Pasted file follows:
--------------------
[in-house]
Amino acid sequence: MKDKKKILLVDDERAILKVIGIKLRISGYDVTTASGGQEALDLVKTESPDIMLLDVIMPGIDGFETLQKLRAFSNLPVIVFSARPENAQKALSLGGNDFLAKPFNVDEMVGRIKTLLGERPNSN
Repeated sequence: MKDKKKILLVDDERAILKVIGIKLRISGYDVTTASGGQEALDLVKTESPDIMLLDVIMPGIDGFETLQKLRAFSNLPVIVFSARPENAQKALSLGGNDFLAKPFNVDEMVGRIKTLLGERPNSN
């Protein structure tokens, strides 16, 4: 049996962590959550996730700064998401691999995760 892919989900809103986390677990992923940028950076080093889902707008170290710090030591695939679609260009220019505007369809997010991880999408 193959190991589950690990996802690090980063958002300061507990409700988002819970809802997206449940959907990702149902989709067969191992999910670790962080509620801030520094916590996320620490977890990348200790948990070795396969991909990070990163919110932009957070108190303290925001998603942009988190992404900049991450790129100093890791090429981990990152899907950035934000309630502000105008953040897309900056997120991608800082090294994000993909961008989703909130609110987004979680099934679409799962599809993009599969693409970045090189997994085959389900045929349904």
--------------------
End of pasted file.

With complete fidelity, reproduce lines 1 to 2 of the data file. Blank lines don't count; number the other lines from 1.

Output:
[in-house]
Amino acid sequence: MKDKKKILLVDDERAILKVIGIKLRISGYDVTTASGGQEALDLVKTESPDIMLLDVIMPGIDGFETLQKLRAFSNLPVIVFSARPENAQKALSLGGNDFLAKPFNVDEMVGRIKTLLGERPNSN